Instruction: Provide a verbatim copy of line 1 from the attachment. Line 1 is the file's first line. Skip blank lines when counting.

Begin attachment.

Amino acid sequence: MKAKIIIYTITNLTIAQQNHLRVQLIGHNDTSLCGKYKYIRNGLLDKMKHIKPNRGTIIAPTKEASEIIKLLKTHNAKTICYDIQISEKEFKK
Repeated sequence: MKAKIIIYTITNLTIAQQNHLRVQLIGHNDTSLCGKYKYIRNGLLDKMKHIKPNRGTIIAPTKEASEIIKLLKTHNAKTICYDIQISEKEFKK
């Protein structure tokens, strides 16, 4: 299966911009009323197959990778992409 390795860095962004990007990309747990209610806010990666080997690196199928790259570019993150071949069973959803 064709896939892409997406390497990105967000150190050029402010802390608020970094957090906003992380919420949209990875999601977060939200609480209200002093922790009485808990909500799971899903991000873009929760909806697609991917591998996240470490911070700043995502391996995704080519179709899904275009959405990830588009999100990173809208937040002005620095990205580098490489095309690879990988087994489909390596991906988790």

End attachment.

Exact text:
Amino acid sequence: MKAKIIIYTITNLTIAQQNHLRVQLIGHNDTSLCGKYKYIRNGLLDKMKHIKPNRGTIIAPTKEASEIIKLLKTHNAKTICYDIQISEKEFKK